Philadelphia, Pa - June 9, 2008 - Children of mothers who gain more than the recommended amount of weight during pregnancy are more likely to be overweight at age seven, say researchers from The Children's Hospital of Philadelphia and the University of Pennsylvania School of Medicine, in a study published today in the American Journal of Clinical Nutrition. Children of mothers who are obese prior to pregnancy and gain excessive weight are at the greatest risk for overweight.
"The earliest determinants of obesity may operate during intrauterine life, and gestational weight gain may influence the environment in the womb in ways that can have long-term consequences on the risk of obesity in children," said study leader Brian Wrotniak, P.T., Ph.D., of The Children's Hospital of Philadelphia and the University of Pennsylvania. "Adherence to pregnancy weight gain recommendations may be a new and effective way to prevent childhood obesity, since currently almost half of U.S. women exceed these recommendations."
The researchers reviewed data from a cohort of 10,226 participants enrolled between 1959 and 1965 in the multicenter National Collaborative Perinatal Project. It was initiated to investigate risk factors for cerebral palsy at 12 U.S. sites. This study looked at the children born at full-term gestation, and researchers evaluated socioeconomic and growth data during gestation, at birth and at age 7. Maternal data were collected at enrollment by using a questionnaire that included maternal pre-pregnancy weight, age and race. Maternal weight and height were measured at the time of delivery to determine gestational weight gain - the difference between the measured weight at delivery and the reported pre-pregnancy weight.
According to the Institute of Medicine (IOM), which makes recommendations for weight gain during pregnancy, the amount of weight women should gain during pregnancy depends on the mother's weight status before pregnancy. Women at a healthy pre-pregnancy weight are encouraged to gain 25 to 35 pounds, while women who are overweight should stay between 15 to 25 pounds. Women who are underweight should gain more weight during pregnancy--between 28 and 40 pounds.
Of the women studied by the researchers, 11 percent gained excessive weight, 24 percent gained adequate weight and 65 percent gained insufficient weight. Today, said the researchers, these proportions would be very different, with almost one in two women gaining more weight than recommended during pregnancy.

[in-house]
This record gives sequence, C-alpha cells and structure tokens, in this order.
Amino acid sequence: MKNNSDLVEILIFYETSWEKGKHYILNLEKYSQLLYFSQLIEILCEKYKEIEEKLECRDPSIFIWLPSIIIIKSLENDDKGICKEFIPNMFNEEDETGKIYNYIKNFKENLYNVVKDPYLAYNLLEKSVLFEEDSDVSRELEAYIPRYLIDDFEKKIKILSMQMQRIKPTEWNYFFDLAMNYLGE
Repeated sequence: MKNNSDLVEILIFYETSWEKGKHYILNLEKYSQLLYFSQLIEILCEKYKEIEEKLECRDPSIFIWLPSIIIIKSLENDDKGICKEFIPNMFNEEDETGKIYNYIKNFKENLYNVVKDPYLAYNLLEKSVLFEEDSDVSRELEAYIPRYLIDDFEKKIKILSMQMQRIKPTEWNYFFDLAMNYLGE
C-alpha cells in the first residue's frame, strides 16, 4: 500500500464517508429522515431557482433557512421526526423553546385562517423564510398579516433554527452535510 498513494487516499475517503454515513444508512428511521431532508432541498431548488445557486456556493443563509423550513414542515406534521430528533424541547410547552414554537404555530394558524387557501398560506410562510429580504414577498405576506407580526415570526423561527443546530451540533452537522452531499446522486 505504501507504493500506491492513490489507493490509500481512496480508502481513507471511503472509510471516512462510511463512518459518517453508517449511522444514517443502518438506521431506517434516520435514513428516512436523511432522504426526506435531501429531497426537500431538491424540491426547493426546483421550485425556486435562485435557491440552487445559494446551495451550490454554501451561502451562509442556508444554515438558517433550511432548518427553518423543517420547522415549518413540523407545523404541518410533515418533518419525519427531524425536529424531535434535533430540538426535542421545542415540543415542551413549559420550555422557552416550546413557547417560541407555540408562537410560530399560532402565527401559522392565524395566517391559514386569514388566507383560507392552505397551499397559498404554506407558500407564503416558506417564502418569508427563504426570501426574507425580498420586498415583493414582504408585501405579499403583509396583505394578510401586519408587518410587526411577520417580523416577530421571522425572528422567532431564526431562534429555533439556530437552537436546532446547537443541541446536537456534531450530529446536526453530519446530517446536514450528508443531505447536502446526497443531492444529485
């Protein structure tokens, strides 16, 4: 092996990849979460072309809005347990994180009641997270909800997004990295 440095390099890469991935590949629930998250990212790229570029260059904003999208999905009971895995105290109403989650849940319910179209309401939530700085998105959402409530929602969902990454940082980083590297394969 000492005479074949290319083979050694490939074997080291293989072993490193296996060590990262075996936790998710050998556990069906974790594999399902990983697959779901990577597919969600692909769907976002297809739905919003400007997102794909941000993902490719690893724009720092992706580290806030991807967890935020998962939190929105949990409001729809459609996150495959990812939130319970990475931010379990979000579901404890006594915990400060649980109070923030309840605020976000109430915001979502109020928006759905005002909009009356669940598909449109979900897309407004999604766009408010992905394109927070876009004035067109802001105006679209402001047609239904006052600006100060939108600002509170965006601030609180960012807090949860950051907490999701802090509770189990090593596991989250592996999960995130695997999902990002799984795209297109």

The authors say that encouraging pregnant women to adopt healthy eating practices and engage in aerobic physical activity could help them achieve appropriate weight gain and also help prevent obesity in their children. They add that benefits would likewise result from healthy eating and exercise before becoming pregnant, as well as reducing postpartum weight retention before a subsequent pregnancy.
Using the IOM guidelines, children whose mothers exceeded the recommended weight gain were 48 percent more likely to be overweight than children whose mothers stayed within the recommended weight gain. The risk of overweight was similar for children born of women who gained insufficient weight compared with mothers who gained appropriate weight during pregnancy.
The researchers add that more research is necessary to clarify whether the association between greater gestational weight gain and increased odds of overweight in offspring is causal, and whether it exists in today's environment of increasing obesity.
Dr. Wrotniak's coauthors were Justine Shults, Ph.D., of the Center for Clinical Epidemiology and Biostatistics (CCEB) at the University of Pennsylvania School of Medicine; Samantha Butts, M.D., M.S.C.E., of the Division of Infertility and Reproductive Endocrinology at the University of Pennsylvania School of Medicine; and Nicolas Stettler, M.D., M.S.C.E., of Children's Hospital and the Penn CCEB.
About The Children's Hospital of Philadelphia: The Children's Hospital of Philadelphia was founded in 1855 as the nation's first pediatric hospital. Through its long-standing commitment to providing exceptional patient care, training new generations of pediatric healthcare professionals and pioneering major research initiatives, Children's Hospital has fostered many discoveries that have benefited children worldwide. Its pediatric research program is among the largest in the country, ranking third in National Institutes of Health funding. In addition, its unique family-centered care and public service programs have brought the 430-bed hospital recognition as a leading advocate for children and adolescents. For more information, visit http://www.